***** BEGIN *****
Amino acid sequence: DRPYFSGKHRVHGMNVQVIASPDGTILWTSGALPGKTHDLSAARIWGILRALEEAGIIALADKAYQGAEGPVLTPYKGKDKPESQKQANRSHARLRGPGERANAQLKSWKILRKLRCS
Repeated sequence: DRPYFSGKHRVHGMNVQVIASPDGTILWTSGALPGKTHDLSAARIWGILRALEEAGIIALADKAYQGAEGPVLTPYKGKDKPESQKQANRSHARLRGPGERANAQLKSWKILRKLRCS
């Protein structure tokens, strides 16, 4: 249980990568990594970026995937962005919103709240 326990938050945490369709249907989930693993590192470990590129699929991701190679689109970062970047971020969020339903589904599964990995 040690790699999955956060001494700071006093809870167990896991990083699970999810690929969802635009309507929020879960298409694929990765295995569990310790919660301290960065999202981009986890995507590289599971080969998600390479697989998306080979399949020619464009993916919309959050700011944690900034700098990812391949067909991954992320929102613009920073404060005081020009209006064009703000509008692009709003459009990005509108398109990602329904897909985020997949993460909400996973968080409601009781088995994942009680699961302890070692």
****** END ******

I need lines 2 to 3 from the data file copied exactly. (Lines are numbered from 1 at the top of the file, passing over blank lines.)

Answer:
Repeated sequence: DRPYFSGKHRVHGMNVQVIASPDGTILWTSGALPGKTHDLSAARIWGILRALEEAGIIALADKAYQGAEGPVLTPYKGKDKPESQKQANRSHARLRGPGERANAQLKSWKILRKLRCS
């Protein structure tokens, strides 16, 4: 249980990568990594970026995937962005919103709240 326990938050945490369709249907989930693993590192470990590129699929991701190679689109970062970047971020969020339903589904599964990995 040690790699999955956060001494700071006093809870167990896991990083699970999810690929969802635009309507929020879960298409694929990765295995569990310790919660301290960065999202981009986890995507590289599971080969998600390479697989998306080979399949020619464009993916919309959050700011944690900034700098990812391949067909991954992320929102613009920073404060005081020009209006064009703000509008692009709003459009990005509108398109990602329904897909985020997949993460909400996973968080409601009781088995994942009680699961302890070692």